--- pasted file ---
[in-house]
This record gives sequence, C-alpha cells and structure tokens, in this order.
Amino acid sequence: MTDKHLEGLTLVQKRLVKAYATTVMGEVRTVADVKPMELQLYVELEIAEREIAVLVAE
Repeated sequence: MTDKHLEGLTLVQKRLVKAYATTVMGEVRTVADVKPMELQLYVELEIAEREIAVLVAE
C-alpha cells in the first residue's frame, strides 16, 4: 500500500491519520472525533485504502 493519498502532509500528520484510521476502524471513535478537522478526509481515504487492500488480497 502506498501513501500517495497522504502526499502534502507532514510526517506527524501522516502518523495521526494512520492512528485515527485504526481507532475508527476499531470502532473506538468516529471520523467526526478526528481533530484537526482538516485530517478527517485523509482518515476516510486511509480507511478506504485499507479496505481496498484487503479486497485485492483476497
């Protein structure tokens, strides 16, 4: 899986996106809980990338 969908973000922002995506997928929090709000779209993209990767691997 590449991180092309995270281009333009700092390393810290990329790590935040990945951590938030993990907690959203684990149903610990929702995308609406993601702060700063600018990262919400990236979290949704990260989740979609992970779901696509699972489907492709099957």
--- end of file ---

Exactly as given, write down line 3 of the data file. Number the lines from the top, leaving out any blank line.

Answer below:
Amino acid sequence: MTDKHLEGLTLVQKRLVKAYATTVMGEVRTVADVKPMELQLYVELEIAEREIAVLVAE